Russian collaborators also say troops are likely to retreat across the Dnipro River, but the Ukrainian military is wary of ‘tricks.’
LONDON — Russia has prepared the groundwork for withdrawing its troops from Kherson, the largest Ukrainian city its forces have occupied since the February invasion, a Western official said.
In the last couple of weeks, the Ukrainian army has made “spectacular” advances in its campaign to regain territory occupied by the Russians, who have been forced to move to a more defensive position and are “critically short of munitions,” the official said Thursday.
Russia is now believed to have temporarily bolstered its forces near Kherson to cover a retreat to the eastern bank of the Dnipro River, and has also ordered civilians to evacuate from occupied areas on the western bank.
“We are confident in our previous warnings that the prospects of Russian military withdrawal from their Kherson bridgehead,” the official said. “Planning is almost certainly well advanced.”
Kirill Stremousov, the deputy head of Kherson’s Moscow-installed administration, told Russian state television on Thursday that Russian troops could move across the Dnipro in the coming days.
“Most likely, our units, our troops will go to the left bank part of the Kherson region,” he said.
U.S. Defense Secretary Lloyd Austin also struck an upbeat note on impending Ukrainian advances.
“On the issue of whether or not the Ukrainians can take the remaining territory on the west side of the Dnieper river in Kherson, I certainly believe that they have the capability to do that,” Austin told a press conference. “Most importantly, the Ukrainians believe they have the capability to do that. We have seen them engage in a very methodical but effective effort to take back their sovereign territory.”
Rumors about a potential Russian withdrawal from Kherson city swirled around Thursday after pictures were posted on social media platforms showing the Russian flag was missing from the main administrative building in the city. However, footage on the Telegram channel showed Russian flags flying from other official buildings.
There is some caution about those reports from Ukrainian authorities.
Natalia Humeniuk, spokesperson for Ukraine’s southern military command, said it could be a Russian “trick.”
“This may be a provocation in order to create the impression that settlements have been abandoned, that it is safe to enter them,” she told Ukrainian television. “Considering the fact that they have been preparing for street battles for a long time, the way they position their units, we are aware of the planned tactics and should not be in a hurry to rejoice.”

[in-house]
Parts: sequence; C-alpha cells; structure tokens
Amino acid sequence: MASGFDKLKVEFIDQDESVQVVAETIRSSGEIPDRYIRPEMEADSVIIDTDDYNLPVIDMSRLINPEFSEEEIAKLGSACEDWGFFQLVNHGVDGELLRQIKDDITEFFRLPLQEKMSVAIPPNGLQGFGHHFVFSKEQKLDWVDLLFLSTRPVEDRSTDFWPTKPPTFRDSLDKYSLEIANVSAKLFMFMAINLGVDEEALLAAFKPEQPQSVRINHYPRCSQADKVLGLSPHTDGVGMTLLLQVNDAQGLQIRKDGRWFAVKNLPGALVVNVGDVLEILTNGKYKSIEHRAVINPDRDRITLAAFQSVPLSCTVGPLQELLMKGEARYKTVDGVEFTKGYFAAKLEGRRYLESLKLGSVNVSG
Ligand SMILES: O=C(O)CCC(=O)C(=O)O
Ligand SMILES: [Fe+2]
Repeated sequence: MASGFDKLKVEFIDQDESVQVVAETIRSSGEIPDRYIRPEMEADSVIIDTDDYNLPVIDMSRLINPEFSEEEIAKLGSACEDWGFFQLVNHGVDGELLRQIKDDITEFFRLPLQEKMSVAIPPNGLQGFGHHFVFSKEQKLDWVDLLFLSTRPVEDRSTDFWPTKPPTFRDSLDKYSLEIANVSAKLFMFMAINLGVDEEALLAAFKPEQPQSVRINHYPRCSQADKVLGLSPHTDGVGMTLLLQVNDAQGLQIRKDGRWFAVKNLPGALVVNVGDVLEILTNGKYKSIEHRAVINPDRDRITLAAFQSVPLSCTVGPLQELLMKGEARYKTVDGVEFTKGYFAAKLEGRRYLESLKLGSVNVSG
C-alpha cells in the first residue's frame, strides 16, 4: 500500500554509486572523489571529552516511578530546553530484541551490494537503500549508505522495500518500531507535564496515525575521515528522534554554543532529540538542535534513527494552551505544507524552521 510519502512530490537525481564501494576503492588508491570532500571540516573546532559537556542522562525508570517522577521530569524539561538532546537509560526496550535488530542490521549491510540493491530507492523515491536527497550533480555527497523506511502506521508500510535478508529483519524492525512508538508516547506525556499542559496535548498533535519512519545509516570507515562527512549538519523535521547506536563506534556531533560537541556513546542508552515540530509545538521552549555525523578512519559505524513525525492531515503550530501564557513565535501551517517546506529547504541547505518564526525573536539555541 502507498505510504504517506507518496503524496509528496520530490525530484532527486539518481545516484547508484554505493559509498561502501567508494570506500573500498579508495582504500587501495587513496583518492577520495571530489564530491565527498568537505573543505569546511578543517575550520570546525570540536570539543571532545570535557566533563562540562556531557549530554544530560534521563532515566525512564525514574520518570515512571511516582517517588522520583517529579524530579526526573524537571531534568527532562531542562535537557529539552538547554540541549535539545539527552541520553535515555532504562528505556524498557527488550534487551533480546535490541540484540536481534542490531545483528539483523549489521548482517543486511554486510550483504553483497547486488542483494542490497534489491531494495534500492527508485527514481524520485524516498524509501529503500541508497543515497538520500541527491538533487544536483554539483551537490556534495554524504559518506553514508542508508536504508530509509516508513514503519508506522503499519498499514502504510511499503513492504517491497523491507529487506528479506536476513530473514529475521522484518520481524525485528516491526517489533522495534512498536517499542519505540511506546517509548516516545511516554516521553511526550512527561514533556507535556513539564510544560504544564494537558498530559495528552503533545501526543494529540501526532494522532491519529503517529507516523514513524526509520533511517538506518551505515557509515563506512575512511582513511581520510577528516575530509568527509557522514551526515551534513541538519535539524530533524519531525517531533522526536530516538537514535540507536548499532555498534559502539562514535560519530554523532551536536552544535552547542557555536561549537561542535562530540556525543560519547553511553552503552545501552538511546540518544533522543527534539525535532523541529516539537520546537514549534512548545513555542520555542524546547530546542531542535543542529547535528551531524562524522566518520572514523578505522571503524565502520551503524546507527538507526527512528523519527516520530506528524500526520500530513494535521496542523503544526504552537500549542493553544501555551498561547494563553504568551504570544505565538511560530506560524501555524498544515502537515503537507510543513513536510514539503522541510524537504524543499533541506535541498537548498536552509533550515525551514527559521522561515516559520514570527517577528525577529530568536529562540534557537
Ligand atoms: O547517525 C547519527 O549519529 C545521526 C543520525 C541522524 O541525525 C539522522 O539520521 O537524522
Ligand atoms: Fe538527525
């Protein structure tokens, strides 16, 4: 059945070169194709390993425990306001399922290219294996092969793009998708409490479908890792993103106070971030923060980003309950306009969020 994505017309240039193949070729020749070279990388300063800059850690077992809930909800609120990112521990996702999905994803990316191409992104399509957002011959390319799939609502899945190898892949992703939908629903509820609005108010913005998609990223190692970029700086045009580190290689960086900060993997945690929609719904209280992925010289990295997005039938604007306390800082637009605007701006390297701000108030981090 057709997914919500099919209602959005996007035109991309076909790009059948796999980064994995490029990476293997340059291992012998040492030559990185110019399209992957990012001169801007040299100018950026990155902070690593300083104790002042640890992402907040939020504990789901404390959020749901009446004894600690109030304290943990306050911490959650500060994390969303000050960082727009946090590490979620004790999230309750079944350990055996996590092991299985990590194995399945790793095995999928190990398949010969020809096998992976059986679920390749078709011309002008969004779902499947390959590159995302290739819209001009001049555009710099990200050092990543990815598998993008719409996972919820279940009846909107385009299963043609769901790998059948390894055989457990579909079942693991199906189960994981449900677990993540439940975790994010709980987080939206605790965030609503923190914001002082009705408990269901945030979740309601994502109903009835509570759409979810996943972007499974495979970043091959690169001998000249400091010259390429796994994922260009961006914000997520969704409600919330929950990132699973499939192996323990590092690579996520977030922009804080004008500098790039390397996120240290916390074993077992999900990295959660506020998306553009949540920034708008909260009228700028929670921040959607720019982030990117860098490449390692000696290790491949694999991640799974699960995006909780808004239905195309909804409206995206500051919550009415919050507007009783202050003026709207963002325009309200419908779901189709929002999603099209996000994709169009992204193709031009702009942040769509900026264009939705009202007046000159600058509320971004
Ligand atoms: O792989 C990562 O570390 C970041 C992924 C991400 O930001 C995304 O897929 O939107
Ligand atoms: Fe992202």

The Western official cautioned that any decision to retreat “is more about Russians making long-term strategic decisions about where is best to defend in order to be effective, maintain their own munitions supplies, maintain their troop levels and set themselves for the winter.
“I think in their judgement, they have decided that Kherson city is not worth fighting for, that that natural defensive barrier of the river is extremely valuable to them.”
Kherson Oblast is one of four Ukrainian regions illegally annexed last month by Russia following sham referendums.
Russian President Vladimir Putin is expected to present any withdrawal as an evacuation rather than a retreat. Russian special forces might continue to operate on the western bank of the river even after a withdrawal, the official warned.
In Kherson, “it’s likely that most echelons of [Russian] command have now withdrawn across the river, leaving demoralized and leaderless men to face Ukrainian assaults,” the official added.
Any retreat would be likely to trigger another uptick in criticism of Putin’s leadership from Russian nationalists and could affect his credibility, the official added.
A Russian withdrawal from Kherson would bolster moral in Kyiv and across Ukraine. However Ukrainian forces are unlikely to be able this winter to retake the Crimean Peninsula, occupied by Russian troops since 2014 and also illegally annexed.
The weather is about to turn rainier and frostier, which will likely slow down the fighting, and the Ukrainians would still have to cross the Dnipro and face a well-fortified Russian defensive line on their way to Crimea, the official said.